Filters: Your search found 14 results.
Topics/Subjects:
Stars, nebulae and galaxies  
Instructional Strategies:
Cooperative learning  
Demonstrations  
Hands-on learning  
Educational Level:
High school  
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Using stickers created from the templates provided, students create a Venn diagram of objects in our solar system, our galaxy and the universe. This short activity can be used as a formative assessment.

Students will use the law of reflection to reflect a laser beam off multiple mirrors to hit a sticker in a shoebox. Since X-ray telescopes must use grazing angles to collect X-rays, students will design layouts with the largest possible angles of... (View More)

Students participate in a series of activities to discover how astronomers use computers to create images and understand data. No programming experience is required; students will use pencilcode.net to complete such activities as creating a color,... (View More)

Audience: Elementary school, Middle school, High school
Materials Cost: Free

In this lesson, students will investigate the Doppler Effect and discover how the same principle can be used to identify a possible tornado in storm clouds and investigate the rotation of distant galaxies. Students should be familiar with the... (View More)

In this activity, students compare two images of the Crab Nebula taken more than 40 years apart. By measuring the motion of some of the knots of glowing gas in the neubla, students will be able to determine the date of the supernova explosion that... (View More)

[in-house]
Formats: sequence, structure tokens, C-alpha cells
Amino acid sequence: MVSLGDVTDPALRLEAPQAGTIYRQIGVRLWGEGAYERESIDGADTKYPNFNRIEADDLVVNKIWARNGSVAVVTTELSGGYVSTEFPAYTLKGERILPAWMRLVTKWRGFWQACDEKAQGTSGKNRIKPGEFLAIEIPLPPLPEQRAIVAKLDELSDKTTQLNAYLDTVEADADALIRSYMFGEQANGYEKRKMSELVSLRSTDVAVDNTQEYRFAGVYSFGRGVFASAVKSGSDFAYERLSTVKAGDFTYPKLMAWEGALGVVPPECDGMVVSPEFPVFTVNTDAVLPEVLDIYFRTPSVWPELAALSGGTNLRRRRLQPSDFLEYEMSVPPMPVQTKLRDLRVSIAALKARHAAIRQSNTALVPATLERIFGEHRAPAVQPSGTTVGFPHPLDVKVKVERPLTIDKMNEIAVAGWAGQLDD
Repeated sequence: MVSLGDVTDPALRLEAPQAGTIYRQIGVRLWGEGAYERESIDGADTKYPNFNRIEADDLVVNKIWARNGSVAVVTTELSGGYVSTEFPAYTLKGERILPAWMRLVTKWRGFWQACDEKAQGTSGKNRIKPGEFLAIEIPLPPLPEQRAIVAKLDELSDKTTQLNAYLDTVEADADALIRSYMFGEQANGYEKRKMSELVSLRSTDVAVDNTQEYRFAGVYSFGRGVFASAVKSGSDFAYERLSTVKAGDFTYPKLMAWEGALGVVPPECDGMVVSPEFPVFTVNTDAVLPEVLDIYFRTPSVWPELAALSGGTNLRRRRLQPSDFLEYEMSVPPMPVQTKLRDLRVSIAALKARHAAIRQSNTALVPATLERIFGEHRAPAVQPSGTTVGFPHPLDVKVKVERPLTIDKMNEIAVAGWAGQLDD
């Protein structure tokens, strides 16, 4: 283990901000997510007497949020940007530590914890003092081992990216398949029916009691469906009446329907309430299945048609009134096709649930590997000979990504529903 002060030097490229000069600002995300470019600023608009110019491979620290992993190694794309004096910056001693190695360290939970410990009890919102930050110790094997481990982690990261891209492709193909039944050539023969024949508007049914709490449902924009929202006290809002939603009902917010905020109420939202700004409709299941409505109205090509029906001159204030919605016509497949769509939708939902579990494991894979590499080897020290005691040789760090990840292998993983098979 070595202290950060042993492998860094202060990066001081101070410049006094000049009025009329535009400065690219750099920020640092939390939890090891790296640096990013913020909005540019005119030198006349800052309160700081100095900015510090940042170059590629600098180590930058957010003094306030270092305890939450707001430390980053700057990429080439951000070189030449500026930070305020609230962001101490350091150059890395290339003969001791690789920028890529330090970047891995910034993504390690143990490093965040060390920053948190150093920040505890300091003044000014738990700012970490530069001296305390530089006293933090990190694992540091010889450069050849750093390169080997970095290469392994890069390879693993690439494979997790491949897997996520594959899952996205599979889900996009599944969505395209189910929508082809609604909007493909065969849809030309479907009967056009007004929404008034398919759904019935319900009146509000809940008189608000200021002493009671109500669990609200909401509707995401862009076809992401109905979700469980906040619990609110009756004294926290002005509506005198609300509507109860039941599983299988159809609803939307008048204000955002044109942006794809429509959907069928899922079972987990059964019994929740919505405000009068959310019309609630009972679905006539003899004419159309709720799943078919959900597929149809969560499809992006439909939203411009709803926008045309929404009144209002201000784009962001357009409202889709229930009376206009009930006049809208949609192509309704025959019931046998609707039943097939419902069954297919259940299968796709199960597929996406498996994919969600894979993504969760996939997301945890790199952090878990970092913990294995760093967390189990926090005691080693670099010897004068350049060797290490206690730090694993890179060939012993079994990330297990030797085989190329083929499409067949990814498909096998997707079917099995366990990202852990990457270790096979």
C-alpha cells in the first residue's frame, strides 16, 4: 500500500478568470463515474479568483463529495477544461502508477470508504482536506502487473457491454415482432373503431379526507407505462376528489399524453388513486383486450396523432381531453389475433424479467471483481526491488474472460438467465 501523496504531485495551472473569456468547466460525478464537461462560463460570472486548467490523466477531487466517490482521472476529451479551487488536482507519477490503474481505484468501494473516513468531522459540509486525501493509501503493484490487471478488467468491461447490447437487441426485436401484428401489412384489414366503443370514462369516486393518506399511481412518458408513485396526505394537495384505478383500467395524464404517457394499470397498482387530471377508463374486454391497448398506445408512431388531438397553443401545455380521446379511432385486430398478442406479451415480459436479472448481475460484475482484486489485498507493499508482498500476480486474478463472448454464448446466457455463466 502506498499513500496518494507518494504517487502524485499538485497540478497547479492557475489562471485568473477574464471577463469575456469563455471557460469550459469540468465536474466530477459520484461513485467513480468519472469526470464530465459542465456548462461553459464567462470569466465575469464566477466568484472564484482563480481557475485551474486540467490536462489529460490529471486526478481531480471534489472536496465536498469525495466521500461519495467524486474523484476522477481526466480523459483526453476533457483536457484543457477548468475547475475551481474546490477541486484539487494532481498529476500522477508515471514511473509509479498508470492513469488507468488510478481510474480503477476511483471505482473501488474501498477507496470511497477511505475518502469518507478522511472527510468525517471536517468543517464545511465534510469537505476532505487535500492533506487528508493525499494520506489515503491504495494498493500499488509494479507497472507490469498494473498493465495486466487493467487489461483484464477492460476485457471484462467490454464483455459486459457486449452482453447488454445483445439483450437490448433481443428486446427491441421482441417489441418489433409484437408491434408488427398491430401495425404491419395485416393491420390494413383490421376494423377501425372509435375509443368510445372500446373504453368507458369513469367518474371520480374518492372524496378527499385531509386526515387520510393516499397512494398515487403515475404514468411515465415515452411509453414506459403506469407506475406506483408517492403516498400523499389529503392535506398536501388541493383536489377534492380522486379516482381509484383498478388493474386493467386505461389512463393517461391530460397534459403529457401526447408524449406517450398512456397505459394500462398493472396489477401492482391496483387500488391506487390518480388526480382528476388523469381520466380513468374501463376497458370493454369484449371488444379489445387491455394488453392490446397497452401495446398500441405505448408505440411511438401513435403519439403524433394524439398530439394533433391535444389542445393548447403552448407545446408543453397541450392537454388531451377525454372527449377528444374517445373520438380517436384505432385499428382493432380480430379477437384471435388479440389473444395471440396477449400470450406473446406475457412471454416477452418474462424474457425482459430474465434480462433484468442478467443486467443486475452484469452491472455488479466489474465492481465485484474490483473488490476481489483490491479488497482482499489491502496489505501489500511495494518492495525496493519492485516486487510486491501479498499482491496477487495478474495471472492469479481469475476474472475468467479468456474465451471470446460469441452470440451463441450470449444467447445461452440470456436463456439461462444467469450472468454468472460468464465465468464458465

Students investigate magnetic fields in two and three dimensions, and compare the magnetic field of a pulsar to that of the Earth and other astronomical objects. This is Activity 3 of the Supernova Educator Guide developed by the XMM-Newton and... (View More)

Audience: High school
Materials Cost: $1 - $5 per group of students

In this activity students are challenged to create a model of the universe in a single class period. This activity is designed to elicit student ideas and preconceptions about the contents and organization of the cosmos. Most students will be... (View More)

In this activity, students examine the first line of evidence, galactic motion, for the notion of an expanding universe. By examining the spectrum of light from a galaxy, students can determine whether a galaxy is moving toward or away from us, and... (View More)

Audience: Middle school, High school
Materials Cost: Free

In this activity, students use rulers to measure distances between hypothetical galaxies and then use these distances to calculate the velocities of the galaxies. This activity is part of the "Cosmic Questions" educator's guide that was developed to... (View More)

This activity is a kinesthetic exercise for students to experience rotation curves for themselves. The students are divided into two groups; one group will participate in the activity, while the other observes. The groups should switch for different... (View More)

Audience: High school
Materials Cost: Free
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